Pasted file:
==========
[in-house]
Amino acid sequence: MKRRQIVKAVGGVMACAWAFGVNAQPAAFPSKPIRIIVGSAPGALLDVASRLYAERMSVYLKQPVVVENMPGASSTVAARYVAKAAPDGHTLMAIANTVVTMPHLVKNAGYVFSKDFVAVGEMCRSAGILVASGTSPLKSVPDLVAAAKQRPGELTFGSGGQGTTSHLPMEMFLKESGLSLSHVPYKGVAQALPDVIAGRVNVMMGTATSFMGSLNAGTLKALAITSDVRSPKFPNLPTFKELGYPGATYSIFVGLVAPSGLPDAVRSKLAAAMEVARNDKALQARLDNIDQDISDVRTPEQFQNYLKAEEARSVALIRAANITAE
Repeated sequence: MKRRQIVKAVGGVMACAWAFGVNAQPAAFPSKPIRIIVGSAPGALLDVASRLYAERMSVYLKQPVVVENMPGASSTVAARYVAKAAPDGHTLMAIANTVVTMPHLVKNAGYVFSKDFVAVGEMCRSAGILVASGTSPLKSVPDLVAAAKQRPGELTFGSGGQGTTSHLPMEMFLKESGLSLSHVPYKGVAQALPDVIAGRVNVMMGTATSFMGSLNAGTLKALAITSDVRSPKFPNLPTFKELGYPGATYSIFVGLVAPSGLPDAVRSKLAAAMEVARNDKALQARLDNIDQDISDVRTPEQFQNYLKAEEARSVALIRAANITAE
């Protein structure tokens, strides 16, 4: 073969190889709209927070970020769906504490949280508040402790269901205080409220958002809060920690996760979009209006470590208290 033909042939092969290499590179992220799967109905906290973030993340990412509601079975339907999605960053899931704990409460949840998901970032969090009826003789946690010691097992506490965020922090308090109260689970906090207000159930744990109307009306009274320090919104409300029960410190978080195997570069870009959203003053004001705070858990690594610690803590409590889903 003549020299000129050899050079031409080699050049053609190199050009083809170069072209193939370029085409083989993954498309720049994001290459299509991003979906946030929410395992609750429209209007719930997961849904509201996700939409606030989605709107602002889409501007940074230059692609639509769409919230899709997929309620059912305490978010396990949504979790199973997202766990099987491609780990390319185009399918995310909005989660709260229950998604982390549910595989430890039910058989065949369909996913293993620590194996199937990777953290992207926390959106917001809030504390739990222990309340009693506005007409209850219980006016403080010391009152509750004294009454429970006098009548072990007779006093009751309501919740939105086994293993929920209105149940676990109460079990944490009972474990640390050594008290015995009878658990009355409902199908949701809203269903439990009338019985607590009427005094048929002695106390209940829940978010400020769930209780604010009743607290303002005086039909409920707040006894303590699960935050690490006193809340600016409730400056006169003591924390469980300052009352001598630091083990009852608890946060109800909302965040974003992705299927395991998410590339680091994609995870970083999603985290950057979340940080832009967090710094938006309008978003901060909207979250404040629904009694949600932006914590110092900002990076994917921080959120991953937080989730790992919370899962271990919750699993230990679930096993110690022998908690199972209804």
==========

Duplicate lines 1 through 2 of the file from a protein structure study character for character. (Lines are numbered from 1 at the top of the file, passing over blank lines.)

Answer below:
[in-house]
Amino acid sequence: MKRRQIVKAVGGVMACAWAFGVNAQPAAFPSKPIRIIVGSAPGALLDVASRLYAERMSVYLKQPVVVENMPGASSTVAARYVAKAAPDGHTLMAIANTVVTMPHLVKNAGYVFSKDFVAVGEMCRSAGILVASGTSPLKSVPDLVAAAKQRPGELTFGSGGQGTTSHLPMEMFLKESGLSLSHVPYKGVAQALPDVIAGRVNVMMGTATSFMGSLNAGTLKALAITSDVRSPKFPNLPTFKELGYPGATYSIFVGLVAPSGLPDAVRSKLAAAMEVARNDKALQARLDNIDQDISDVRTPEQFQNYLKAEEARSVALIRAANITAE